In the late ’30s and early ’40s, Buck and his wife Juanita lived in Rexburg, where Frank was born Oct. 13, 1937. The Joneses had one more child, a daughter, then returned to Boise, where Buck ran a men’s clothing store and entered politics. He was elected to the Boise City Council in 1951, the start of nearly 20 years served a record for any member. His name would appear on City Hall, public swimming pools and other buildings.
The man who eventually helped implicate Frank Melvin W. Dir was a brash member of the gay community, “gay as pink ink,” recalled one acquaintance. The son of a well digger, Dir was born in Boise in 1926. He graduated from Boise High and after a couple years in college, then two Navy hitches, returned to Boise in 1952.
One hot summer night a year later, Dir would climb into his car and go for a ride around town. His life, and that of the Jones family, would never be the same again.
By now, Frank was 17 and had every reason to be on top of the world.
He’d been accepted by the nation’s premier military academy, West Point, surviving a grueling application process requiring congressional nomination, and open to only the top 5 percent of U.S. high school grads. Perched high on a hill above the Hudson River 50 miles north of New York City, the 150-year-old institution counted among its alumni Ulysses S. Grant, Douglas MacArthur, and George S. Patton Jr.
Fellow Boise High classmates were enormously proud. “It was just one of those neat things at graduation time,” recalled Richard Crettol. “’We have someone going to West Point.’ I mean, wow, wow, wow.”
At Boise High, Frank joined the concert and pep bands, the French Club and the drill team. And he was an officer in the school’s ROTC program an elite group who wore their uniforms to school every Friday. “It was an honor; it was a prestige-type thing,” said Crettol, who was also an officer in Frank’s battalion.
In a photograph taken during his senior year, a uniformed Frank beams at the camera, looking for all the world like he just stepped out of a bandbox. He has large, expressive eyes. His hair and complexion are dark, reflecting his Basque heritage, and he has a stocky build, perhaps from his father’s side.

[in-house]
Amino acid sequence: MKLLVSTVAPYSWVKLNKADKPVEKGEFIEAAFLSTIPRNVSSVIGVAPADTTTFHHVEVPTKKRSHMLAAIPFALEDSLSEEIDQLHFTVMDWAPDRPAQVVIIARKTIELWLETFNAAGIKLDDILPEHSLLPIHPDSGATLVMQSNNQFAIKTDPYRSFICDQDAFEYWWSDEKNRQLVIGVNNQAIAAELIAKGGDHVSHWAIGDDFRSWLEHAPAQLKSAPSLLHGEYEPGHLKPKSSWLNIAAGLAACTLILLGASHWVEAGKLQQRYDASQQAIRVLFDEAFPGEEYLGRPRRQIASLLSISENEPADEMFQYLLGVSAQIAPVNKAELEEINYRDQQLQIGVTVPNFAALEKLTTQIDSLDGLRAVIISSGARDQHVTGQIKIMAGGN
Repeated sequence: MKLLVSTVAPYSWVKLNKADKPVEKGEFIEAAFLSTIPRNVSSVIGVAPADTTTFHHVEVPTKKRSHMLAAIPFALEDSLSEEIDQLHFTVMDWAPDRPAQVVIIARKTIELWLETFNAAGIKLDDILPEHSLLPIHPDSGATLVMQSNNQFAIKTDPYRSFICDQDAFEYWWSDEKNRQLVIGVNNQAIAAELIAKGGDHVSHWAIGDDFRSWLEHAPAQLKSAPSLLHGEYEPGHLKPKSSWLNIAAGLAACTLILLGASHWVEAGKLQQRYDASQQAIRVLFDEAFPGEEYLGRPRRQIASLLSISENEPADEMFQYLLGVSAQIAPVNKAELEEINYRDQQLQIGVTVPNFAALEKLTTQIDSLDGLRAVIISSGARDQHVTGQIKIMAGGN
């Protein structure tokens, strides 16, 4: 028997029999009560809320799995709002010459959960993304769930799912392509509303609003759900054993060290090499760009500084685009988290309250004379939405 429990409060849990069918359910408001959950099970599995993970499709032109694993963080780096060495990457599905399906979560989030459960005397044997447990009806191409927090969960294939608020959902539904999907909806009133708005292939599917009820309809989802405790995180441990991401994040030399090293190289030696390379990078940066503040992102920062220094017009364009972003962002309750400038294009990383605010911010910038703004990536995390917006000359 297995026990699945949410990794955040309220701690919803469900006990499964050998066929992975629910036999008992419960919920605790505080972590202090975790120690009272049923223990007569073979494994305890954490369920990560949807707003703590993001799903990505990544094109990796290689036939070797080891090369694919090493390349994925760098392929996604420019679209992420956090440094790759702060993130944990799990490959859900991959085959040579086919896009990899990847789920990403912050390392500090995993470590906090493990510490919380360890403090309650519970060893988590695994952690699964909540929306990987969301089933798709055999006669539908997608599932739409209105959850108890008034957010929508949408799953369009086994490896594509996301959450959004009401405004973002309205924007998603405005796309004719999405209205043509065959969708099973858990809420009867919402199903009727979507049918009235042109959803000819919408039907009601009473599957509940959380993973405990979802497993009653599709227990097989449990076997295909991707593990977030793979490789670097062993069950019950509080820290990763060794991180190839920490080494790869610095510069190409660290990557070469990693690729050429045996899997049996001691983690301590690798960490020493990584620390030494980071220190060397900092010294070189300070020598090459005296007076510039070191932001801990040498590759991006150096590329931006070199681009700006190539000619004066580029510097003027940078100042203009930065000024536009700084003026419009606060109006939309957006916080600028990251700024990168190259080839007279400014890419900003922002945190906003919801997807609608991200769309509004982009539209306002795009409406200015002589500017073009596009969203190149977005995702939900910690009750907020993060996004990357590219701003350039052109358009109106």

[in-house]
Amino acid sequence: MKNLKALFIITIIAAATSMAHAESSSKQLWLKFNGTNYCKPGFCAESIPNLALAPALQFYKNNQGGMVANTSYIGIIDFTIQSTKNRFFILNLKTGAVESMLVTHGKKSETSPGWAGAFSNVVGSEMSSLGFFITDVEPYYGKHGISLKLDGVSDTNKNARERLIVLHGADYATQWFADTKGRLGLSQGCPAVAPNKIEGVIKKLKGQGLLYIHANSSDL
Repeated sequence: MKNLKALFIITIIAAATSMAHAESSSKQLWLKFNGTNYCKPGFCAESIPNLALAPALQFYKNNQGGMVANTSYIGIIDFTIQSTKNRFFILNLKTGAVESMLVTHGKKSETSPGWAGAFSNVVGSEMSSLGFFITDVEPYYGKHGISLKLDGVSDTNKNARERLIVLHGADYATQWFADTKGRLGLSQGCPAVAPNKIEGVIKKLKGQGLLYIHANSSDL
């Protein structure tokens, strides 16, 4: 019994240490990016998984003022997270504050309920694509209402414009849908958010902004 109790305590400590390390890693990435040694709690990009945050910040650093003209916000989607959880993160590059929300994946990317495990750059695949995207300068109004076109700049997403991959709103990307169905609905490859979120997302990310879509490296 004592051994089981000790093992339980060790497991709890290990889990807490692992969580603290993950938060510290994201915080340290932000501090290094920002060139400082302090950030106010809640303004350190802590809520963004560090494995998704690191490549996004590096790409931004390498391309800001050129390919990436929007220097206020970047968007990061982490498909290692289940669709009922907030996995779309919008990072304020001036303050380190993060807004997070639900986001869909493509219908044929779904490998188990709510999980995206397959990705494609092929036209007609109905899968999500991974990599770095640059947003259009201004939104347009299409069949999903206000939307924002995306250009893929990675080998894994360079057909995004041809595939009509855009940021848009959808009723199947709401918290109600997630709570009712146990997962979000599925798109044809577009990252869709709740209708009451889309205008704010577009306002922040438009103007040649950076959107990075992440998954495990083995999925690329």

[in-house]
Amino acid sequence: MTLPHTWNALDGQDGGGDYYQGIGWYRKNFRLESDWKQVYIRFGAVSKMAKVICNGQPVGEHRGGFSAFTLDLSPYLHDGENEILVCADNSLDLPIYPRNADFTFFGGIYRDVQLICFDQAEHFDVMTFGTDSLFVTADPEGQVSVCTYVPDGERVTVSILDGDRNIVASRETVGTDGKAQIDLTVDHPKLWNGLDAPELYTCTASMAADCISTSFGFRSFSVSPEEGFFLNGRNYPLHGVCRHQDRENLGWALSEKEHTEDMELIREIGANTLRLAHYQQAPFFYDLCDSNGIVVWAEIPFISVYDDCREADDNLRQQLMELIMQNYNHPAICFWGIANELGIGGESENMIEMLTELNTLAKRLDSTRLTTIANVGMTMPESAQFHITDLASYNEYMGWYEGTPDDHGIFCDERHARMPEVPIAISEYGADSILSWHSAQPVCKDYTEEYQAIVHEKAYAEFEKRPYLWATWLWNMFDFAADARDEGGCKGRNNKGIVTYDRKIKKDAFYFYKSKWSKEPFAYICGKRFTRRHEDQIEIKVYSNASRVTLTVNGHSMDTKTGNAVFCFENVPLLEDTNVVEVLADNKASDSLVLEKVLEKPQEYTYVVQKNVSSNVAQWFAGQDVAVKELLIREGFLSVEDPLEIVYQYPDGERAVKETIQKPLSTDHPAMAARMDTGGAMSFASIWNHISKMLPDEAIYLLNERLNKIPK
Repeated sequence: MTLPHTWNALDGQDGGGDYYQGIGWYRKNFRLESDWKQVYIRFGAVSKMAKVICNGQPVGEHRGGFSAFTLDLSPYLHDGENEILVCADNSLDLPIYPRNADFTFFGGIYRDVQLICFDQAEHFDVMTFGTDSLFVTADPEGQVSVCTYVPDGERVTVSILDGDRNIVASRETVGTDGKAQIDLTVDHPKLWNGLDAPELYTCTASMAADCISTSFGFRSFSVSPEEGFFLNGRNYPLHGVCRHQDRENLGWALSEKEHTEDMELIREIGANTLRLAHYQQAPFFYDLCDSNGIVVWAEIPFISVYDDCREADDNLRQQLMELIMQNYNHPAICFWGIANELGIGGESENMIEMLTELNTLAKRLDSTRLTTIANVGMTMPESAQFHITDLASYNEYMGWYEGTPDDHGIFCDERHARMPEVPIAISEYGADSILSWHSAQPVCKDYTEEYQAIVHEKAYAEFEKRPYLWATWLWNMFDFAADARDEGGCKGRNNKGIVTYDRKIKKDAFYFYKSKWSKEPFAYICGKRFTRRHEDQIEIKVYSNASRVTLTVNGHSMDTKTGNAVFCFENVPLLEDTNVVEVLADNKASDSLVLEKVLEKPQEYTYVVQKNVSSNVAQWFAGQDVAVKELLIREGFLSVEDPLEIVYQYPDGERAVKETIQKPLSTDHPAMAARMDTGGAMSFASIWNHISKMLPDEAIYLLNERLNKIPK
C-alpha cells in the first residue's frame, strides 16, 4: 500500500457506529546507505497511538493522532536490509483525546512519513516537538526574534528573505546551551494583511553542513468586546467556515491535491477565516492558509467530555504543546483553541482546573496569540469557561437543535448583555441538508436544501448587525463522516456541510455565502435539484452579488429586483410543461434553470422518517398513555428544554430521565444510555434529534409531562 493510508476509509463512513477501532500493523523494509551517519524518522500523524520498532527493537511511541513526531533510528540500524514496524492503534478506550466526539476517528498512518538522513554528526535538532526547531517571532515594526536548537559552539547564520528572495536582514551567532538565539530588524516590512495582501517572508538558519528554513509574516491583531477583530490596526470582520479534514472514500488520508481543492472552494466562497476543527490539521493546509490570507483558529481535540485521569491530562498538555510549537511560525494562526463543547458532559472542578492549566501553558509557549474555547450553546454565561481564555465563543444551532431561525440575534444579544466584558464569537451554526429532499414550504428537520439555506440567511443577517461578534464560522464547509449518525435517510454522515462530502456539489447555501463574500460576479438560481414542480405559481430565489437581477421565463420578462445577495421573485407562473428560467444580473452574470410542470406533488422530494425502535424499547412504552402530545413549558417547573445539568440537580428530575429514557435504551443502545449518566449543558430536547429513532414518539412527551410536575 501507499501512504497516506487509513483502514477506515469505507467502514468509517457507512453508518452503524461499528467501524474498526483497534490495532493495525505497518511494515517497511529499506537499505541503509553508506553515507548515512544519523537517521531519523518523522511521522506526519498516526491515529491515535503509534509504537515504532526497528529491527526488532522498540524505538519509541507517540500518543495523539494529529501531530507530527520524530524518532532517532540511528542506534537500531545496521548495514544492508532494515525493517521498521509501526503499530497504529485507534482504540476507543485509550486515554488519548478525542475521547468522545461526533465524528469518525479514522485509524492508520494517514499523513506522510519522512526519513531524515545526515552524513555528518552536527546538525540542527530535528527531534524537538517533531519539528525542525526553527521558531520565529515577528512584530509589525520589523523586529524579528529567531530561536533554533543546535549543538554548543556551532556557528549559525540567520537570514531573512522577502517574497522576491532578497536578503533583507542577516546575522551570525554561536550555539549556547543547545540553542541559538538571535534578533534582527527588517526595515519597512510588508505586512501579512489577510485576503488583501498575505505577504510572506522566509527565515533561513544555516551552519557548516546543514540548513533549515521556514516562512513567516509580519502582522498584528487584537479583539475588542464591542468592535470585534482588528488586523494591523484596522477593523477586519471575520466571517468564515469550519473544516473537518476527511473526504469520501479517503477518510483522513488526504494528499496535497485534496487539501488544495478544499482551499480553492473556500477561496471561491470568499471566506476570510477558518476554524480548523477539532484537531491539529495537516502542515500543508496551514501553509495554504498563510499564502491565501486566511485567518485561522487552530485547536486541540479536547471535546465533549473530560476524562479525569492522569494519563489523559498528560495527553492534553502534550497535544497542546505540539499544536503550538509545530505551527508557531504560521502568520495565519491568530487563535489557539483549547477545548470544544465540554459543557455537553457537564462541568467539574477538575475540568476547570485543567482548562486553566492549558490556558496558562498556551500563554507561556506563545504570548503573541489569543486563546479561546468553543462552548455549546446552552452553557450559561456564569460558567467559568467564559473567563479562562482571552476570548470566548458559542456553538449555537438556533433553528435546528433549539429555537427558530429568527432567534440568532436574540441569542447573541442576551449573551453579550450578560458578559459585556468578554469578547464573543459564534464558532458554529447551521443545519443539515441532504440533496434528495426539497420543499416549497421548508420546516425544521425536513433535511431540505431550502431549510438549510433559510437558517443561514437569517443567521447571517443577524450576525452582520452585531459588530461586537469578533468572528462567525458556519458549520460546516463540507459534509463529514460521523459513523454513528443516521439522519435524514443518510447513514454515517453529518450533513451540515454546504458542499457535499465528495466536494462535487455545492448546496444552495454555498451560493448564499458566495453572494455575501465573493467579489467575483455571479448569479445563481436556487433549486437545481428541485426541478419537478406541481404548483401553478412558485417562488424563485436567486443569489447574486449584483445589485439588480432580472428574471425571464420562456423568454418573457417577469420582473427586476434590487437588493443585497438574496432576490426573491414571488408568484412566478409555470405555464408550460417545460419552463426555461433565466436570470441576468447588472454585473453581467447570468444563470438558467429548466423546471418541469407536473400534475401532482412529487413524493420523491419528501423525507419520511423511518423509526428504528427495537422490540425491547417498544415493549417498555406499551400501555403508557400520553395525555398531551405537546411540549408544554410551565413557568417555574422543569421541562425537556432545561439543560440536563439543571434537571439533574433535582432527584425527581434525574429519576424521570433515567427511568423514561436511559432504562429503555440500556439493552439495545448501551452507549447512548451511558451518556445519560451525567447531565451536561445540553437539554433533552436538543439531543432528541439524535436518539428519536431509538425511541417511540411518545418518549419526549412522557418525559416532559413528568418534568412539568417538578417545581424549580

“He was just a marvelous guy,” recalled Terteling, the City Council member.
Frank had a seemingly inexhaustable sense of humor a trait he kept throughout most of his adult life, friends said. And he liked to be at the center of the action. “He kind of made things happen,” Crettol said.
Frank left for West Point around June 1955, shortly after graduation.
He wouldn’t be there long, however.
Not unlike today, Boise in the ’50s was a homogeneous, insular community a state capital with just 34,000 residents, many working for government or in the service industry.
Alice Dieter arrived in 1955 with her husband, after friends in De nver sang the city’s praises. The Dieters were among two dozen families transferred by Mountain Bell Telephone Co. So unusual was that sort of influx that The Statesman devoted an entire page, with photographs, to the event.
“That was a big deal,” she said.
People lived mostly north of the Boise River, in and around the North and East ends. The movers and shakers worked downtown, lunched at the Arid Club, and returned in the evening to their hostess wives in Tudor and Georgian-style mansions set on broad green lawns along Harrison Boulevard and what was simply called “The Avenue” “you didn’t even have to say ‘Warm Springs,”’ recalled one woman.
Downtown was still the city’s commercial heart in the fall of ’55. Fireplace screens were on sale at C.C. Anderson’s Department Store. Disney’s “Music Land” was playing at the Egyptian on Main. Rock ‘n’ roll hadn’t conquered the airwaves yet; the McGuire Sisters’ “Sincerely” was near the top of the charts. Dwight and Mamie were in the White House.
“I don’t think it ever was just a small Western town in that sense of the word,” Dieter said. “It was comfortable with itself and its mores and its structure. There was that kind of smugness about it.”